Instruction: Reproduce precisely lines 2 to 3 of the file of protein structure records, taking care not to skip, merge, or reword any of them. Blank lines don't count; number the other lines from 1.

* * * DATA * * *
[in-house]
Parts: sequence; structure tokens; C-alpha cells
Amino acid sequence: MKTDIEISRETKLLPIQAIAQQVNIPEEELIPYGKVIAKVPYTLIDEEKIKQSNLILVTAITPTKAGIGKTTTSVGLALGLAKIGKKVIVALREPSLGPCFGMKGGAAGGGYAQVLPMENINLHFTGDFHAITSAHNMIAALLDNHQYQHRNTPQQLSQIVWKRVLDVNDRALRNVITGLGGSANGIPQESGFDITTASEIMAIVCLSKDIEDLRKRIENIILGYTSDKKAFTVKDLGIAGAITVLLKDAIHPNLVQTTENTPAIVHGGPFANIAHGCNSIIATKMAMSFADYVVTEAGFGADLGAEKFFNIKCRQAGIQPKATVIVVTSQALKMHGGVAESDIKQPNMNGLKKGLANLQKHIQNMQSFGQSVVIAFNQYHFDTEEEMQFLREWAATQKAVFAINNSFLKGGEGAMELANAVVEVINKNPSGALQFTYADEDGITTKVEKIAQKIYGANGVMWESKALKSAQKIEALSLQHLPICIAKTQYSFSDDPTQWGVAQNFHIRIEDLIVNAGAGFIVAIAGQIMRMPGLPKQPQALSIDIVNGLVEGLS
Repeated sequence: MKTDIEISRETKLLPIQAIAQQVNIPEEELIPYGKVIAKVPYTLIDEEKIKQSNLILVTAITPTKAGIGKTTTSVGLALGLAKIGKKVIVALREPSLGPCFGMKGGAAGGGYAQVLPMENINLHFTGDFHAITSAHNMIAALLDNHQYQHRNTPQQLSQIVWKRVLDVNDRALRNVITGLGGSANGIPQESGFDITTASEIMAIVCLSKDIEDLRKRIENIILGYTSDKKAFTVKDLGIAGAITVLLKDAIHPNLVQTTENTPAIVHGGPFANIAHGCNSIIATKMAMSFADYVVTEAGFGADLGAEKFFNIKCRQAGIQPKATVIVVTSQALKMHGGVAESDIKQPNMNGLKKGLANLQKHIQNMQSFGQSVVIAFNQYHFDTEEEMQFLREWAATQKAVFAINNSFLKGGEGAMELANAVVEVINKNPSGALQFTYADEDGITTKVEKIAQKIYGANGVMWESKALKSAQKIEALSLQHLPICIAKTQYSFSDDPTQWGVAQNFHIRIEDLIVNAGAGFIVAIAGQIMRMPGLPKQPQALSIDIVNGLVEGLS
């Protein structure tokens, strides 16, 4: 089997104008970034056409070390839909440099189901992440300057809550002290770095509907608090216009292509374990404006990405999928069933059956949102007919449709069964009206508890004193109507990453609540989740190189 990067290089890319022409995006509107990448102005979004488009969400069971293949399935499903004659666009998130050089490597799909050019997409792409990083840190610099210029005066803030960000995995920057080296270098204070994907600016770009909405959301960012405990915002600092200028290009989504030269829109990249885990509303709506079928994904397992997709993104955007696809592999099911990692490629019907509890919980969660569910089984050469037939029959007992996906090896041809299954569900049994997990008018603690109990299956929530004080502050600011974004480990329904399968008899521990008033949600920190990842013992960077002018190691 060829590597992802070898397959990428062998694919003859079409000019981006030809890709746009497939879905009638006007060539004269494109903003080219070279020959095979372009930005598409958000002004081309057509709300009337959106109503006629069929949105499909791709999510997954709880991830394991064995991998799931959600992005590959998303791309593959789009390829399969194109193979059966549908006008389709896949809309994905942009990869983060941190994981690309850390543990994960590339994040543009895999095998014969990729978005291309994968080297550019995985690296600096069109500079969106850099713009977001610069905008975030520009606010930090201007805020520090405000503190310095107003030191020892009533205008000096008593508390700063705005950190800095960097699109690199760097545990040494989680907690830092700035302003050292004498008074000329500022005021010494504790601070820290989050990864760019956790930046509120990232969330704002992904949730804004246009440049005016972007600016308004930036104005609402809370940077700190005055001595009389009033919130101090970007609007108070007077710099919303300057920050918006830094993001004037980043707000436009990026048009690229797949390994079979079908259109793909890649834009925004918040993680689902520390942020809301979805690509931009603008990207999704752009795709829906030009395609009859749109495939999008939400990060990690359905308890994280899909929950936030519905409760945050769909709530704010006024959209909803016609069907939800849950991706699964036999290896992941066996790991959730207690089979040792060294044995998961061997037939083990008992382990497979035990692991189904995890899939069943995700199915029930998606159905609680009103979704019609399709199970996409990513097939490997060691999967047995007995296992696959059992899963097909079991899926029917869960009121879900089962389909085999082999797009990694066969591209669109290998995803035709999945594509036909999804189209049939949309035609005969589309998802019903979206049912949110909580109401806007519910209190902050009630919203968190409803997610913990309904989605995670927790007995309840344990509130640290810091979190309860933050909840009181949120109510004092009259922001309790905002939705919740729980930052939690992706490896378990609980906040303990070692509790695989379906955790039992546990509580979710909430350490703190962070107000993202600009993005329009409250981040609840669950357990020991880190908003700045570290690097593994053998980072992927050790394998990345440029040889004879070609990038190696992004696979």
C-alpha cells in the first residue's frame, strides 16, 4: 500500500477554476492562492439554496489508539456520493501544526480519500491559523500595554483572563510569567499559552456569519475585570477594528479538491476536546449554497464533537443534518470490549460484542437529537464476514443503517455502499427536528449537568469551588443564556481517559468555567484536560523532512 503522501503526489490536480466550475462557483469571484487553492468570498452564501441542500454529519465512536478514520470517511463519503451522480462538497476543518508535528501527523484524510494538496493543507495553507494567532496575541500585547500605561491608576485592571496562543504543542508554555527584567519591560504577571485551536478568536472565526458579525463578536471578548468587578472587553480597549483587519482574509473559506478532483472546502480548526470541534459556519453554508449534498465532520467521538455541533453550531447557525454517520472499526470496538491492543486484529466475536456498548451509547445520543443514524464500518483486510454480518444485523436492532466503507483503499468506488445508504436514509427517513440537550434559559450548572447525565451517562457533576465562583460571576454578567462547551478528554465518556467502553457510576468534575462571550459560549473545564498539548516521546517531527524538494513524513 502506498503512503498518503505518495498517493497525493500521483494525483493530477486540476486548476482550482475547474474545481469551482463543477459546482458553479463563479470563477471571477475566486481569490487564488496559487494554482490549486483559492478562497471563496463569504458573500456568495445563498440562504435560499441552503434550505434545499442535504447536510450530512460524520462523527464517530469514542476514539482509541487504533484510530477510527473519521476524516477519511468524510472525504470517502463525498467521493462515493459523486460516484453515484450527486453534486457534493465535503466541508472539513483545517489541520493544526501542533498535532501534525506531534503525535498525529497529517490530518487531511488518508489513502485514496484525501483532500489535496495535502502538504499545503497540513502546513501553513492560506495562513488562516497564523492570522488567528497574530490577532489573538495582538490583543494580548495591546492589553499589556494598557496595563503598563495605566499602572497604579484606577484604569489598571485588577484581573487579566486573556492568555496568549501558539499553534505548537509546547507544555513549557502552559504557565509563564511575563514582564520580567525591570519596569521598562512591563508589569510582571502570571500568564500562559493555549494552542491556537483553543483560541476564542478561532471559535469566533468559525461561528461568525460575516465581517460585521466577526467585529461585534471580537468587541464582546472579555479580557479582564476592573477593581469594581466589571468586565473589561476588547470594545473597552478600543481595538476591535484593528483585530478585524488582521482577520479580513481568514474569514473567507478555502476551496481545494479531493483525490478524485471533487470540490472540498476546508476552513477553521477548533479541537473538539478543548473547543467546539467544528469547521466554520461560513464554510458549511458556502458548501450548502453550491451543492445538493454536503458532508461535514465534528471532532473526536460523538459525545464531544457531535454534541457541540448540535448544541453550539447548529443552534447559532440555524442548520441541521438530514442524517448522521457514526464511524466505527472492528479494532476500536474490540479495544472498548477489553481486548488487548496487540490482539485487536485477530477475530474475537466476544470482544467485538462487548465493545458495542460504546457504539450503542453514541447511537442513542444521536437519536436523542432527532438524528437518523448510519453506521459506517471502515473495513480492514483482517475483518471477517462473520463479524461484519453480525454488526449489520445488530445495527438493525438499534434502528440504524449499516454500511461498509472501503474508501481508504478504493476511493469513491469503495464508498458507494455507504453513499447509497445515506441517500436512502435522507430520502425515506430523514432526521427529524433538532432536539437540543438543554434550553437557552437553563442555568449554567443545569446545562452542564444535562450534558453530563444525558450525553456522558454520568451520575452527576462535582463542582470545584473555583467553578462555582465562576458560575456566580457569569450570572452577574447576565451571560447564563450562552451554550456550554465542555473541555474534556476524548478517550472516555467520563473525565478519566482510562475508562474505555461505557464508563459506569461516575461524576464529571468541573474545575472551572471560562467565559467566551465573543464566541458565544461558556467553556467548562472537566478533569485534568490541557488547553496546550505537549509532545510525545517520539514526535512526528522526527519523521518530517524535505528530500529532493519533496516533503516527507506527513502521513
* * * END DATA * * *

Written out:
Parts: sequence; structure tokens; C-alpha cells
Amino acid sequence: MKTDIEISRETKLLPIQAIAQQVNIPEEELIPYGKVIAKVPYTLIDEEKIKQSNLILVTAITPTKAGIGKTTTSVGLALGLAKIGKKVIVALREPSLGPCFGMKGGAAGGGYAQVLPMENINLHFTGDFHAITSAHNMIAALLDNHQYQHRNTPQQLSQIVWKRVLDVNDRALRNVITGLGGSANGIPQESGFDITTASEIMAIVCLSKDIEDLRKRIENIILGYTSDKKAFTVKDLGIAGAITVLLKDAIHPNLVQTTENTPAIVHGGPFANIAHGCNSIIATKMAMSFADYVVTEAGFGADLGAEKFFNIKCRQAGIQPKATVIVVTSQALKMHGGVAESDIKQPNMNGLKKGLANLQKHIQNMQSFGQSVVIAFNQYHFDTEEEMQFLREWAATQKAVFAINNSFLKGGEGAMELANAVVEVINKNPSGALQFTYADEDGITTKVEKIAQKIYGANGVMWESKALKSAQKIEALSLQHLPICIAKTQYSFSDDPTQWGVAQNFHIRIEDLIVNAGAGFIVAIAGQIMRMPGLPKQPQALSIDIVNGLVEGLS